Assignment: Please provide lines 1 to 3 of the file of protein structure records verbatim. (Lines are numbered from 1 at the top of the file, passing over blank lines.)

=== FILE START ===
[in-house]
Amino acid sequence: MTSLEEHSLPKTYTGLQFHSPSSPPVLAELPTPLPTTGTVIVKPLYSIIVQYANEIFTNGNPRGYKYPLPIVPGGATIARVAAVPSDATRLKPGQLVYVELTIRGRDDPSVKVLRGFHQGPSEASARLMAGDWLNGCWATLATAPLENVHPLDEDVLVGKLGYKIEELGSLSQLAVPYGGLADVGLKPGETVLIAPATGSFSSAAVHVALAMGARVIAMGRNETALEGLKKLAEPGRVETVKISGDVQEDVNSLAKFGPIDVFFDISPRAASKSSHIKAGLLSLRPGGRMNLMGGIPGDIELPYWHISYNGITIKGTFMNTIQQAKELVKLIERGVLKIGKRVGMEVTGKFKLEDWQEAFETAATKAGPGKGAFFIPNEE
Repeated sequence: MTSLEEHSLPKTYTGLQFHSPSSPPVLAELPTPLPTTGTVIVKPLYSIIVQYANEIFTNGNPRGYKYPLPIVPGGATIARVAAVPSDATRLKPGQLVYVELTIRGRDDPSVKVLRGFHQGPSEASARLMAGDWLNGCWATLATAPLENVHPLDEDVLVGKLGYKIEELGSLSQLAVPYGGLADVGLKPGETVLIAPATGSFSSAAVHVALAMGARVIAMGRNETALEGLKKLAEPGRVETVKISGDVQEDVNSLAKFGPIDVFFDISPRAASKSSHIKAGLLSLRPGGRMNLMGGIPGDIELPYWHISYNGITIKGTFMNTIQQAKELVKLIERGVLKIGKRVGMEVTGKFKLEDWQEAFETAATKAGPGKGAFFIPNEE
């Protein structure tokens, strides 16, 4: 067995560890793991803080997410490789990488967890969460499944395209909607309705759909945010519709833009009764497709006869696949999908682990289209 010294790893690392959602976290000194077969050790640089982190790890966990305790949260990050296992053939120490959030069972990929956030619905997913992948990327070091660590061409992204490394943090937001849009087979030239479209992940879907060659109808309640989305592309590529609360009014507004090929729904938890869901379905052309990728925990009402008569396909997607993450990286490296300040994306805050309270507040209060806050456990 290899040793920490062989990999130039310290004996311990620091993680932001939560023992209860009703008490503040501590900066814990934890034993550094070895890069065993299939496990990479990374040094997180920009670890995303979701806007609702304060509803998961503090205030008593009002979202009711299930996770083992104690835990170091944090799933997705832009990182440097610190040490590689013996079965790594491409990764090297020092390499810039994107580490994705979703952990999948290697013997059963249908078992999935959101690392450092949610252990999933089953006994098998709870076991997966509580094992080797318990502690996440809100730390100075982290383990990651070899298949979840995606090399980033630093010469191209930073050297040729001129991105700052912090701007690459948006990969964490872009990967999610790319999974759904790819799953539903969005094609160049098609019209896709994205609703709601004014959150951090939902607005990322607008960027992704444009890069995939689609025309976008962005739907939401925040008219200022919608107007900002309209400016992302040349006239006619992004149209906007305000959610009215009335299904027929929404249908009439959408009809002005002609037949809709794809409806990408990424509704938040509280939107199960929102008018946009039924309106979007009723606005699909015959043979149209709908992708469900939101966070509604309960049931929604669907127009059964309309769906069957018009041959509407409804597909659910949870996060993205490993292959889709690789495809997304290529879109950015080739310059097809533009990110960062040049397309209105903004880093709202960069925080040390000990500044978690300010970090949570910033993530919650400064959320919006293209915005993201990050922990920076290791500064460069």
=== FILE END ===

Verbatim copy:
[in-house]
Amino acid sequence: MTSLEEHSLPKTYTGLQFHSPSSPPVLAELPTPLPTTGTVIVKPLYSIIVQYANEIFTNGNPRGYKYPLPIVPGGATIARVAAVPSDATRLKPGQLVYVELTIRGRDDPSVKVLRGFHQGPSEASARLMAGDWLNGCWATLATAPLENVHPLDEDVLVGKLGYKIEELGSLSQLAVPYGGLADVGLKPGETVLIAPATGSFSSAAVHVALAMGARVIAMGRNETALEGLKKLAEPGRVETVKISGDVQEDVNSLAKFGPIDVFFDISPRAASKSSHIKAGLLSLRPGGRMNLMGGIPGDIELPYWHISYNGITIKGTFMNTIQQAKELVKLIERGVLKIGKRVGMEVTGKFKLEDWQEAFETAATKAGPGKGAFFIPNEE
Repeated sequence: MTSLEEHSLPKTYTGLQFHSPSSPPVLAELPTPLPTTGTVIVKPLYSIIVQYANEIFTNGNPRGYKYPLPIVPGGATIARVAAVPSDATRLKPGQLVYVELTIRGRDDPSVKVLRGFHQGPSEASARLMAGDWLNGCWATLATAPLENVHPLDEDVLVGKLGYKIEELGSLSQLAVPYGGLADVGLKPGETVLIAPATGSFSSAAVHVALAMGARVIAMGRNETALEGLKKLAEPGRVETVKISGDVQEDVNSLAKFGPIDVFFDISPRAASKSSHIKAGLLSLRPGGRMNLMGGIPGDIELPYWHISYNGITIKGTFMNTIQQAKELVKLIERGVLKIGKRVGMEVTGKFKLEDWQEAFETAATKAGPGKGAFFIPNEE